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Jul 15

You don't like it? Imagine how Hades feels

In case you are living under a rock, the New Horizon space craft made the closest approach to the dwarf planet Pluto this morning.

(And no, I do not care if you think it is a planet. "Dwarf planet" is a scientific designation and your rejection of it due to nostalgia is meaningless.)

So, what does that have to do with a blog about faith?

First, Pluto is named after the god of the underworld also known as Hades. The really big moon, comparatively, is named Charon, the name of the ferryman who transports the dead to see Pluto and a homophone for the discoverer's wife "Sharon."

Second, in some ways pictures of Pluto are the ultimate nail on the coffin of geocentrism, the belief that Earth is the center of the universe and everything revolves around us. A belief, by the way, that says more about our egos than anything else. In the Western world geocentrism, or at least its formulation, is a produce of our old friend Claudius Ptolemy - who in turn got it mostly from classical Greek philosophers - in the early days of Christianity, although he was at least nominally a pagan. Later the official position of the Church, along with that of Judaism and Islam, was that the sun revolved around the Earth. The adoption of prevailing wisdom as dogma is always, always a bad idea. Galileo was probably not put on trial for teaching a heliocentric system, it was a political maneuver, but that is at least what they used to charge and convict him. Others have suffered more for similar reasons.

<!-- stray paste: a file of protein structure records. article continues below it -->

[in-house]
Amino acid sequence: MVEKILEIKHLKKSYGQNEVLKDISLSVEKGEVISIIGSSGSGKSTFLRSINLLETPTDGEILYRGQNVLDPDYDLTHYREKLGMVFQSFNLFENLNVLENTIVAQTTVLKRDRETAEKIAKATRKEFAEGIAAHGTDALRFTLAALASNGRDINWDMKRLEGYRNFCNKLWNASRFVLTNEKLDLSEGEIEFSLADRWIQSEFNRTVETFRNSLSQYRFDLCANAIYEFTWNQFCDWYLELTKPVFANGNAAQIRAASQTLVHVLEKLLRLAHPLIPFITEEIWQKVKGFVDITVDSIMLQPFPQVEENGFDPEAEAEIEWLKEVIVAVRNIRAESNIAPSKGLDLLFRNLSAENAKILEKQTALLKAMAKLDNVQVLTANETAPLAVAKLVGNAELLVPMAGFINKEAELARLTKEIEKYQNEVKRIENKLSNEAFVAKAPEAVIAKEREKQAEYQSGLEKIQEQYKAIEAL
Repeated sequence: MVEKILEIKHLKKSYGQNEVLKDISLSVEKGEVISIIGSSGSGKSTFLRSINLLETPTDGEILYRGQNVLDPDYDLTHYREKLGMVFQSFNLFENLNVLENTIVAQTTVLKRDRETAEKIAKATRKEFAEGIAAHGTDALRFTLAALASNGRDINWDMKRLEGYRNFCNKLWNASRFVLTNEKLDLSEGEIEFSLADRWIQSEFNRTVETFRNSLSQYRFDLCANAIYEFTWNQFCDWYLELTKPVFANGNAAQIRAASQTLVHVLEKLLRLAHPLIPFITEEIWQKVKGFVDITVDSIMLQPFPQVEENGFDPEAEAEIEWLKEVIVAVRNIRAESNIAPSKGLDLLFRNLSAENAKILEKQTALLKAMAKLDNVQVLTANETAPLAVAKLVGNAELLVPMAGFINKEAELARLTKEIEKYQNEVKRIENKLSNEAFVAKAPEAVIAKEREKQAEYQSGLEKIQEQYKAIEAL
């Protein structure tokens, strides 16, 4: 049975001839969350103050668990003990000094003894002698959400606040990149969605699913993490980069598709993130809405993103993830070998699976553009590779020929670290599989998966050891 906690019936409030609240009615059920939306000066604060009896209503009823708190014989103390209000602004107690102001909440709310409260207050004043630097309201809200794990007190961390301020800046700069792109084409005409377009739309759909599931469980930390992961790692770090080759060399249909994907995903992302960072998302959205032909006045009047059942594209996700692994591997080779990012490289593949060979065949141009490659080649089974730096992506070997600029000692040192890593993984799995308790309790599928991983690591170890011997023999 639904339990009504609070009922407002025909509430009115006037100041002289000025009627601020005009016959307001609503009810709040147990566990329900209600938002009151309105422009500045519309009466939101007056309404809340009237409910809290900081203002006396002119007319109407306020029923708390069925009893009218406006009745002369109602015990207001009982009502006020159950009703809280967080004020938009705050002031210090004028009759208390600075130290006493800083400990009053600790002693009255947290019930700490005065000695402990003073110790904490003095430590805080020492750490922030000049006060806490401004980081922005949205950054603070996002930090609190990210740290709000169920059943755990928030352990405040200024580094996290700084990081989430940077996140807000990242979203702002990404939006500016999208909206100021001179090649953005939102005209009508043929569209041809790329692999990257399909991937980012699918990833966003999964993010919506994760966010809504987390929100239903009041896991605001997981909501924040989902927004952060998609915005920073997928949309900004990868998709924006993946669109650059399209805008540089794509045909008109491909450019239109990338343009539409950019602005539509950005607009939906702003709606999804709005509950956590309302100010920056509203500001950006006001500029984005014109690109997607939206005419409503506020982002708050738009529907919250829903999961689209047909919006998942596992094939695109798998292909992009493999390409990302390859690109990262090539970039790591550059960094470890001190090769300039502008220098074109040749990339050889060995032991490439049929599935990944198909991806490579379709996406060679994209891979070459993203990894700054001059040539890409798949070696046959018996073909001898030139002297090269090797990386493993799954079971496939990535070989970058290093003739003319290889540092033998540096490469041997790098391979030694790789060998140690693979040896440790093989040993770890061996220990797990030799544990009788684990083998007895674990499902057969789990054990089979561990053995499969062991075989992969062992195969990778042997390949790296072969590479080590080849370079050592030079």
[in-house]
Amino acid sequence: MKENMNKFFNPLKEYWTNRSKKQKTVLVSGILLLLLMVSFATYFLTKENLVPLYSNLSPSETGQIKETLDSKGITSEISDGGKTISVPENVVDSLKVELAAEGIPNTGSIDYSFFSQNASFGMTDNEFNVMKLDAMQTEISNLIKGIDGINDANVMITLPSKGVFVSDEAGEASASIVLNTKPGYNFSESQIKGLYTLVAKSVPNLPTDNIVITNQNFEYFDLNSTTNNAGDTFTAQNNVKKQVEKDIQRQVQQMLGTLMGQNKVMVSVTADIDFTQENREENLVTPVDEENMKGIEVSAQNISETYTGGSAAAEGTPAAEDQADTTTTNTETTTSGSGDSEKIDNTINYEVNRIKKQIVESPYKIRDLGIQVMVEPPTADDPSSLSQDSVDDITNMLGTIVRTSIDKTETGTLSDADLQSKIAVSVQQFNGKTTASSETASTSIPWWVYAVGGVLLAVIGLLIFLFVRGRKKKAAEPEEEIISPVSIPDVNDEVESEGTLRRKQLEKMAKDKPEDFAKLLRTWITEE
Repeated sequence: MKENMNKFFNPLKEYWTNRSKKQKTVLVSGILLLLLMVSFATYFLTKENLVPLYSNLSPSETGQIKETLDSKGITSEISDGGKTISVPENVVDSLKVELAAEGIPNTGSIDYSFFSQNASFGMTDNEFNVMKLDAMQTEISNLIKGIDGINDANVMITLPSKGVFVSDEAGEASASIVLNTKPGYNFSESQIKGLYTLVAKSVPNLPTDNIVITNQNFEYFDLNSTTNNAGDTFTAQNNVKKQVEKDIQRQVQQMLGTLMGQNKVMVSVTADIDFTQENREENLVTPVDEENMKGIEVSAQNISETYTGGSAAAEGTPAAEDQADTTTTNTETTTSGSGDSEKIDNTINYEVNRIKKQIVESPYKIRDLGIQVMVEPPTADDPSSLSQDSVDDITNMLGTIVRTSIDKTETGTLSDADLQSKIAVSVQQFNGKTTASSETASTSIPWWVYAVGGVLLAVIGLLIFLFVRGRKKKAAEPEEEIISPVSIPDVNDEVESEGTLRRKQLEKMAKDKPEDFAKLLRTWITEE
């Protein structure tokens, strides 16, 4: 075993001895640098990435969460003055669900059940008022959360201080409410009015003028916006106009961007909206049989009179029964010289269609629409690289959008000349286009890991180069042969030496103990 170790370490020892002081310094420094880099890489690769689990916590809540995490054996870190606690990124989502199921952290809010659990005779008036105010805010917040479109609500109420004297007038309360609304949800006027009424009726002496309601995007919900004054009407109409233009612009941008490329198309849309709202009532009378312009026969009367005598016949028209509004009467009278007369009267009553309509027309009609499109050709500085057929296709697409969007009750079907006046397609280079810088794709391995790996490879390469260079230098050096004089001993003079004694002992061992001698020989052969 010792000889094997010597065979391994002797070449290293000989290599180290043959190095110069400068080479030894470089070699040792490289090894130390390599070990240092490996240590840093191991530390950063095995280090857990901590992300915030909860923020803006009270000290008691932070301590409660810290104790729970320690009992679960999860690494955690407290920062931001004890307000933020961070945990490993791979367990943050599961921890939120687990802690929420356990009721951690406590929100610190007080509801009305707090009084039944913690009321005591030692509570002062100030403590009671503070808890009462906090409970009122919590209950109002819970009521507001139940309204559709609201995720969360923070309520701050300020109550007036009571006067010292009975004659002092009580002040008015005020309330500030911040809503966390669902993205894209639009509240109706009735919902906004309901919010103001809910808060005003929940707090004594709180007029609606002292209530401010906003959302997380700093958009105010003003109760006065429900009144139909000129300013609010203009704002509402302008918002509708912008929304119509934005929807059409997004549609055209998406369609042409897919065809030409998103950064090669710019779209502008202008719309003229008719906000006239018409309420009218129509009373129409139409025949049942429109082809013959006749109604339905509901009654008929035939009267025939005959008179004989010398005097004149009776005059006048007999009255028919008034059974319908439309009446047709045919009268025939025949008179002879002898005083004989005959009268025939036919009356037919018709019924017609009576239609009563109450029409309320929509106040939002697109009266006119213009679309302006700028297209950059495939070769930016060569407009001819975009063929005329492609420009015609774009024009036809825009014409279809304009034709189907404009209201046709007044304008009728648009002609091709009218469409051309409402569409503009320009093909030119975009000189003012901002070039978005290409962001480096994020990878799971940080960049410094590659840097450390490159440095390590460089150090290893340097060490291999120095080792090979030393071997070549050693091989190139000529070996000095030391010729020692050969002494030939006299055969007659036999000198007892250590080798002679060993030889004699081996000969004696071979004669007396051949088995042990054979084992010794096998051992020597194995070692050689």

Which leads me to point the third. The universe is a big big place and there is more in it, Horatio, than is dreamed of in your philosophies. Certainty is the enemy of enlightenment, whether religious, scientific, personal, or otherwise. Yes, have a deep core of faith. Have a place where you are sure you have experienced the divine and hold on to that. Everything else be willing to scrutinize. And scrutiny, criticism, is neither a rejection of or an attack on anything. It is just looking carefully. The scientist who are looking at Pluto have discovered it is bigger than they thought. Its existence and the fact that we can plot a course there invalidates Ptolemy, one of the greatest minds of his age. Pluto, by any name, is not mentioned in the Bible. Lot's of things that are very real and have a real impact on your existence are not.

Why is a fly by of Pluto important when discussing faith?

It reminds us to explore, to examine, and to THINK.

And if you believe that you are a product of divine intervention, made in the image of God, with full faculties to learn and grow and understand, can you be true to your God and do anything less?

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